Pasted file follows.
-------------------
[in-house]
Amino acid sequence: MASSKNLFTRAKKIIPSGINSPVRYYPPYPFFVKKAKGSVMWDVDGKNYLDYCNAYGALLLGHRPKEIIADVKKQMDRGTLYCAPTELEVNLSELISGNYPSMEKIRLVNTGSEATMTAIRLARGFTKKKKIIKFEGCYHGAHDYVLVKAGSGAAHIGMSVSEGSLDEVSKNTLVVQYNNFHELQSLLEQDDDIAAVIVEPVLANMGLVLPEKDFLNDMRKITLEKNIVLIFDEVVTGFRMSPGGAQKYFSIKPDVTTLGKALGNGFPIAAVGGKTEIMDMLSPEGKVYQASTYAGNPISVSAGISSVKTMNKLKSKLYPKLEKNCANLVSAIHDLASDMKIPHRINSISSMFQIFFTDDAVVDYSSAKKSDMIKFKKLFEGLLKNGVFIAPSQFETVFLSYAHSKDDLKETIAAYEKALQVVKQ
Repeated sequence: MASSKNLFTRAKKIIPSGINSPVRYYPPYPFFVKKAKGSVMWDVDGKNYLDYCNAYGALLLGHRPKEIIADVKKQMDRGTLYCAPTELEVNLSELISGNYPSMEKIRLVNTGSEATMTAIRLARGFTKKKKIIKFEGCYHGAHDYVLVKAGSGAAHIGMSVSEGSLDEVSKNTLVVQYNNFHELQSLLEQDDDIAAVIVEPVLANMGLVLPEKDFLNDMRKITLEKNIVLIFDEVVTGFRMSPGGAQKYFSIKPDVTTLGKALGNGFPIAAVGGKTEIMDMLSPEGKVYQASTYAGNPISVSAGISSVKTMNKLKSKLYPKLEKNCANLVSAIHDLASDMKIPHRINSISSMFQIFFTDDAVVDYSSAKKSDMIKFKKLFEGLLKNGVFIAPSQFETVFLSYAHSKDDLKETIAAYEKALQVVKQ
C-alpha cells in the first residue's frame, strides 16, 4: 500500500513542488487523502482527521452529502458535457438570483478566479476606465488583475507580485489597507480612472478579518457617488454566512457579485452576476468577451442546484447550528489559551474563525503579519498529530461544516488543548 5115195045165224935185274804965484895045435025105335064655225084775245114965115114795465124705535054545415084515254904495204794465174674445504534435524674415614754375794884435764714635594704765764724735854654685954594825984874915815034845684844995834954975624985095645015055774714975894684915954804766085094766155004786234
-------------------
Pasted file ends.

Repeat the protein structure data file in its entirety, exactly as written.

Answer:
[in-house]
Amino acid sequence: MASSKNLFTRAKKIIPSGINSPVRYYPPYPFFVKKAKGSVMWDVDGKNYLDYCNAYGALLLGHRPKEIIADVKKQMDRGTLYCAPTELEVNLSELISGNYPSMEKIRLVNTGSEATMTAIRLARGFTKKKKIIKFEGCYHGAHDYVLVKAGSGAAHIGMSVSEGSLDEVSKNTLVVQYNNFHELQSLLEQDDDIAAVIVEPVLANMGLVLPEKDFLNDMRKITLEKNIVLIFDEVVTGFRMSPGGAQKYFSIKPDVTTLGKALGNGFPIAAVGGKTEIMDMLSPEGKVYQASTYAGNPISVSAGISSVKTMNKLKSKLYPKLEKNCANLVSAIHDLASDMKIPHRINSISSMFQIFFTDDAVVDYSSAKKSDMIKFKKLFEGLLKNGVFIAPSQFETVFLSYAHSKDDLKETIAAYEKALQVVKQ
Repeated sequence: MASSKNLFTRAKKIIPSGINSPVRYYPPYPFFVKKAKGSVMWDVDGKNYLDYCNAYGALLLGHRPKEIIADVKKQMDRGTLYCAPTELEVNLSELISGNYPSMEKIRLVNTGSEATMTAIRLARGFTKKKKIIKFEGCYHGAHDYVLVKAGSGAAHIGMSVSEGSLDEVSKNTLVVQYNNFHELQSLLEQDDDIAAVIVEPVLANMGLVLPEKDFLNDMRKITLEKNIVLIFDEVVTGFRMSPGGAQKYFSIKPDVTTLGKALGNGFPIAAVGGKTEIMDMLSPEGKVYQASTYAGNPISVSAGISSVKTMNKLKSKLYPKLEKNCANLVSAIHDLASDMKIPHRINSISSMFQIFFTDDAVVDYSSAKKSDMIKFKKLFEGLLKNGVFIAPSQFETVFLSYAHSKDDLKETIAAYEKALQVVKQ
C-alpha cells in the first residue's frame, strides 16, 4: 500500500513542488487523502482527521452529502458535457438570483478566479476606465488583475507580485489597507480612472478579518457617488454566512457579485452576476468577451442546484447550528489559551474563525503579519498529530461544516488543548 5115195045165224935185274804965484895045435025105335064655225084775245114965115114795465124705535054545415084515254904495204794465174674445504534435524674415614754375794884435764714635594704765764724735854654685954594825984874915815034845684844995834954975624985095645015055774714975894684915954804766085094766155004786234